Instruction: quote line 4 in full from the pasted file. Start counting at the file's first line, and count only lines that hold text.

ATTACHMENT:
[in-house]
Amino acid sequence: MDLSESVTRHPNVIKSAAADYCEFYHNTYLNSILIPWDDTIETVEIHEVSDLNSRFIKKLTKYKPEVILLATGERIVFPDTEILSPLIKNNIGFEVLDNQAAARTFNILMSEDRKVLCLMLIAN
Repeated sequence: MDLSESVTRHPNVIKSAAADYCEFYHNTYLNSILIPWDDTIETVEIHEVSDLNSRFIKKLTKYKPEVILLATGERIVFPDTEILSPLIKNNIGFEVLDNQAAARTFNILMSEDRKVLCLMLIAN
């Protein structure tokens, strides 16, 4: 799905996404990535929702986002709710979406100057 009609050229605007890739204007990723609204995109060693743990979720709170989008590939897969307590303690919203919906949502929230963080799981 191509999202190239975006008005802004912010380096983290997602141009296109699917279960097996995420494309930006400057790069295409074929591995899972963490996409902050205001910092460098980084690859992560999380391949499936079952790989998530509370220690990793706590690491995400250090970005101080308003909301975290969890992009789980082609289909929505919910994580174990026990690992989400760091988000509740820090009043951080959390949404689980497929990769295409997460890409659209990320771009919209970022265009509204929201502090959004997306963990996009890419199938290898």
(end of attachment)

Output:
């Protein structure tokens, strides 16, 4: 799905996404990535929702986002709710979406100057 009609050229605007890739204007990723609204995109060693743990979720709170989008590939897969307590303690919203919906949502929230963080799981 191509999202190239975006008005802004912010380096983290997602141009296109699917279960097996995420494309930006400057790069295409074929591995899972963490996409902050205001910092460098980084690859992560999380391949499936079952790989998530509370220690990793706590690491995400250090970005101080308003909301975290969890992009789980082609289909929505919910994580174990026990690992989400760091988000509740820090009043951080959390949404689980497929990769295409997460890409659209990320771009919209970022265009509204929201502090959004997306963990996009890419199938290898």